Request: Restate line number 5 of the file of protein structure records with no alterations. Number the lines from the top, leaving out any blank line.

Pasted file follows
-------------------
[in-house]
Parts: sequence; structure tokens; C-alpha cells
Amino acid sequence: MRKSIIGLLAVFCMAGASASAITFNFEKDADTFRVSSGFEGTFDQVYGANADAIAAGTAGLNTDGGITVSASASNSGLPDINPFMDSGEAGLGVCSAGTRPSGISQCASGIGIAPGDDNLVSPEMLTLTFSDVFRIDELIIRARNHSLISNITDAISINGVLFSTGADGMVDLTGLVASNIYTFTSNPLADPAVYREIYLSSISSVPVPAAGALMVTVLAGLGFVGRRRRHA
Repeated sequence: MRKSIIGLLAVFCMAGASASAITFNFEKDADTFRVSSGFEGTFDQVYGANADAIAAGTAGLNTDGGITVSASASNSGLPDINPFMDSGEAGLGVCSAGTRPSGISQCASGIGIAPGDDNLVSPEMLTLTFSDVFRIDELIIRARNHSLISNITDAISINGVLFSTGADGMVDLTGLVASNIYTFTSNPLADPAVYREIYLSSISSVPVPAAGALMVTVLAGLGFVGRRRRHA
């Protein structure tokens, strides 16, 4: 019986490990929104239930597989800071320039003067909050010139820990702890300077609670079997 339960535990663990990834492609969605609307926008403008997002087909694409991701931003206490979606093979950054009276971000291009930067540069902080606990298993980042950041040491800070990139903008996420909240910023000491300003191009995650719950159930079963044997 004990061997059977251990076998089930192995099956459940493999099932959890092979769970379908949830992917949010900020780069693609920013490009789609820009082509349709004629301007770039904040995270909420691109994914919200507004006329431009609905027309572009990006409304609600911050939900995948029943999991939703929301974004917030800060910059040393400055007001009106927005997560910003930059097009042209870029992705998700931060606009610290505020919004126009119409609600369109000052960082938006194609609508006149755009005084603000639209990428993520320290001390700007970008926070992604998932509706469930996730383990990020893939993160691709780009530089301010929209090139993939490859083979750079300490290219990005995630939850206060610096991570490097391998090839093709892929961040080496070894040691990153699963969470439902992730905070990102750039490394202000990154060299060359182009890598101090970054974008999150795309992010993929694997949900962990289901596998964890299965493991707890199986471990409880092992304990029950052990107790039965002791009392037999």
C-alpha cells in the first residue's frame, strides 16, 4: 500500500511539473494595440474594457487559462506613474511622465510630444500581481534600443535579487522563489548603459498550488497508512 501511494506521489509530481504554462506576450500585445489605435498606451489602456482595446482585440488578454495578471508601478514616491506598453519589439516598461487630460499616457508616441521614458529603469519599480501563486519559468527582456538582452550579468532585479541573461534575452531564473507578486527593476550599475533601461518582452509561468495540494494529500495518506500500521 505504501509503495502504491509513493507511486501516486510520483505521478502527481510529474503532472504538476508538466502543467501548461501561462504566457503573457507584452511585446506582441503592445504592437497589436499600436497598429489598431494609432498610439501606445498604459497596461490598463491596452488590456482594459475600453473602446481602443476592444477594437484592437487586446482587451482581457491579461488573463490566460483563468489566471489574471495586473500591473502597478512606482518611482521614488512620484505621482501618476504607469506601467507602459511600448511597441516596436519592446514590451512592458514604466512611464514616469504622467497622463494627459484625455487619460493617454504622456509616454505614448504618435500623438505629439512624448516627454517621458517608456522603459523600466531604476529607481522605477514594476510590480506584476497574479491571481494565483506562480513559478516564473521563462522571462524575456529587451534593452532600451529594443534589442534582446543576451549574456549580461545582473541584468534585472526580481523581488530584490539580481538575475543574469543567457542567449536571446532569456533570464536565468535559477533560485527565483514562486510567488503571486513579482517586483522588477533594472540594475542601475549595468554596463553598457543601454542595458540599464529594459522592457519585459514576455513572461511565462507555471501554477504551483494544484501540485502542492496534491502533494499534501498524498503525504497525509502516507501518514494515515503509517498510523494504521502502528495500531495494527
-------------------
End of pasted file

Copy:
């Protein structure tokens, strides 16, 4: 019986490990929104239930597989800071320039003067909050010139820990702890300077609670079997 339960535990663990990834492609969605609307926008403008997002087909694409991701931003206490979606093979950054009276971000291009930067540069902080606990298993980042950041040491800070990139903008996420909240910023000491300003191009995650719950159930079963044997 004990061997059977251990076998089930192995099956459940493999099932959890092979769970379908949830992917949010900020780069693609920013490009789609820009082509349709004629301007770039904040995270909420691109994914919200507004006329431009609905027309572009990006409304609600911050939900995948029943999991939703929301974004917030800060910059040393400055007001009106927005997560910003930059097009042209870029992705998700931060606009610290505020919004126009119409609600369109000052960082938006194609609508006149755009005084603000639209990428993520320290001390700007970008926070992604998932509706469930996730383990990020893939993160691709780009530089301010929209090139993939490859083979750079300490290219990005995630939850206060610096991570490097391998090839093709892929961040080496070894040691990153699963969470439902992730905070990102750039490394202000990154060299060359182009890598101090970054974008999150795309992010993929694997949900962990289901596998964890299965493991707890199986471990409880092992304990029950052990107790039965002791009392037999």